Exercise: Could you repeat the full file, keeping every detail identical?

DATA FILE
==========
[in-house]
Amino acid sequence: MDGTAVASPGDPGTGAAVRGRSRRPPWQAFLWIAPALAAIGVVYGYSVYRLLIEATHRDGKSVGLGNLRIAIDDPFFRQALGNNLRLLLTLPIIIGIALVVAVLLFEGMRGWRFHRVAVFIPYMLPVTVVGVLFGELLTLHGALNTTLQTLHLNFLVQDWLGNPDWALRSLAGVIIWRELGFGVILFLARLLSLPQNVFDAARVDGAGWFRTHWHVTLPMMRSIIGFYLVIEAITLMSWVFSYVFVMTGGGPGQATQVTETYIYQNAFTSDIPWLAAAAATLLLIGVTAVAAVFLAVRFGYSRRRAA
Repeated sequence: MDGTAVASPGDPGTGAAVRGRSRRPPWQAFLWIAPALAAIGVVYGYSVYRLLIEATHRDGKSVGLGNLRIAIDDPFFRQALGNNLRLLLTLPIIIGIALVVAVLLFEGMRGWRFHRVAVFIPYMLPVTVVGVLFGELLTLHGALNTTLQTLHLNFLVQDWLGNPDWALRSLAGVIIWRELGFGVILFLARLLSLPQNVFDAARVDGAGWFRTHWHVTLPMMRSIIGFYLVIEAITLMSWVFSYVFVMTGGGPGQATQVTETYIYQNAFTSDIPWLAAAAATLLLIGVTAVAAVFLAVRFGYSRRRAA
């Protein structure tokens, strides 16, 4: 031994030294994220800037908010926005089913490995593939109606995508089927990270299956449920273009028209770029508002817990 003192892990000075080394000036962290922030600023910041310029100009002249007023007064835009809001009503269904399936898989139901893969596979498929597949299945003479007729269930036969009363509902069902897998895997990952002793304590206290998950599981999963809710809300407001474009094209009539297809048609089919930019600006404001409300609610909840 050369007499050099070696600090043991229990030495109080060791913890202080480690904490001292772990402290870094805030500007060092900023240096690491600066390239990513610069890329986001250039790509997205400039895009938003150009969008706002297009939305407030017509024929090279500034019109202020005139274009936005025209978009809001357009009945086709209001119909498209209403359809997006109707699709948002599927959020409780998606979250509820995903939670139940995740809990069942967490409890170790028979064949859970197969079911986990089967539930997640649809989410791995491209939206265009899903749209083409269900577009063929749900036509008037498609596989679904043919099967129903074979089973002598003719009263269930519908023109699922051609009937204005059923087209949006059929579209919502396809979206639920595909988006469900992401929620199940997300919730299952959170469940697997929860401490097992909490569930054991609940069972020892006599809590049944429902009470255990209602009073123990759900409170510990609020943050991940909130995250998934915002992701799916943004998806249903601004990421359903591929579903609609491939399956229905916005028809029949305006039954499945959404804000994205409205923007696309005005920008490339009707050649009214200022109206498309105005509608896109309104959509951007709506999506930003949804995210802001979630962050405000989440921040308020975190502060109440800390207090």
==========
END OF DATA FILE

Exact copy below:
[in-house]
Amino acid sequence: MDGTAVASPGDPGTGAAVRGRSRRPPWQAFLWIAPALAAIGVVYGYSVYRLLIEATHRDGKSVGLGNLRIAIDDPFFRQALGNNLRLLLTLPIIIGIALVVAVLLFEGMRGWRFHRVAVFIPYMLPVTVVGVLFGELLTLHGALNTTLQTLHLNFLVQDWLGNPDWALRSLAGVIIWRELGFGVILFLARLLSLPQNVFDAARVDGAGWFRTHWHVTLPMMRSIIGFYLVIEAITLMSWVFSYVFVMTGGGPGQATQVTETYIYQNAFTSDIPWLAAAAATLLLIGVTAVAAVFLAVRFGYSRRRAA
Repeated sequence: MDGTAVASPGDPGTGAAVRGRSRRPPWQAFLWIAPALAAIGVVYGYSVYRLLIEATHRDGKSVGLGNLRIAIDDPFFRQALGNNLRLLLTLPIIIGIALVVAVLLFEGMRGWRFHRVAVFIPYMLPVTVVGVLFGELLTLHGALNTTLQTLHLNFLVQDWLGNPDWALRSLAGVIIWRELGFGVILFLARLLSLPQNVFDAARVDGAGWFRTHWHVTLPMMRSIIGFYLVIEAITLMSWVFSYVFVMTGGGPGQATQVTETYIYQNAFTSDIPWLAAAAATLLLIGVTAVAAVFLAVRFGYSRRRAA
């Protein structure tokens, strides 16, 4: 031994030294994220800037908010926005089913490995593939109606995508089927990270299956449920273009028209770029508002817990 003192892990000075080394000036962290922030600023910041310029100009002249007023007064835009809001009503269904399936898989139901893969596979498929597949299945003479007729269930036969009363509902069902897998895997990952002793304590206290998950599981999963809710809300407001474009094209009539297809048609089919930019600006404001409300609610909840 050369007499050099070696600090043991229990030495109080060791913890202080480690904490001292772990402290870094805030500007060092900023240096690491600066390239990513610069890329986001250039790509997205400039895009938003150009969008706002297009939305407030017509024929090279500034019109202020005139274009936005025209978009809001357009009945086709209001119909498209209403359809997006109707699709948002599927959020409780998606979250509820995903939670139940995740809990069942967490409890170790028979064949859970197969079911986990089967539930997640649809989410791995491209939206265009899903749209083409269900577009063929749900036509008037498609596989679904043919099967129903074979089973002598003719009263269930519908023109699922051609009937204005059923087209949006059929579209919502396809979206639920595909988006469900992401929620199940997300919730299952959170469940697997929860401490097992909490569930054991609940069972020892006599809590049944429902009470255990209602009073123990759900409170510990609020943050991940909130995250998934915002992701799916943004998806249903601004990421359903591929579903609609491939399956229905916005028809029949305006039954499945959404804000994205409205923007696309005005920008490339009707050649009214200022109206498309105005509608896109309104959509951007709506999506930003949804995210802001979630962050405000989440921040308020975190502060109440800390207090």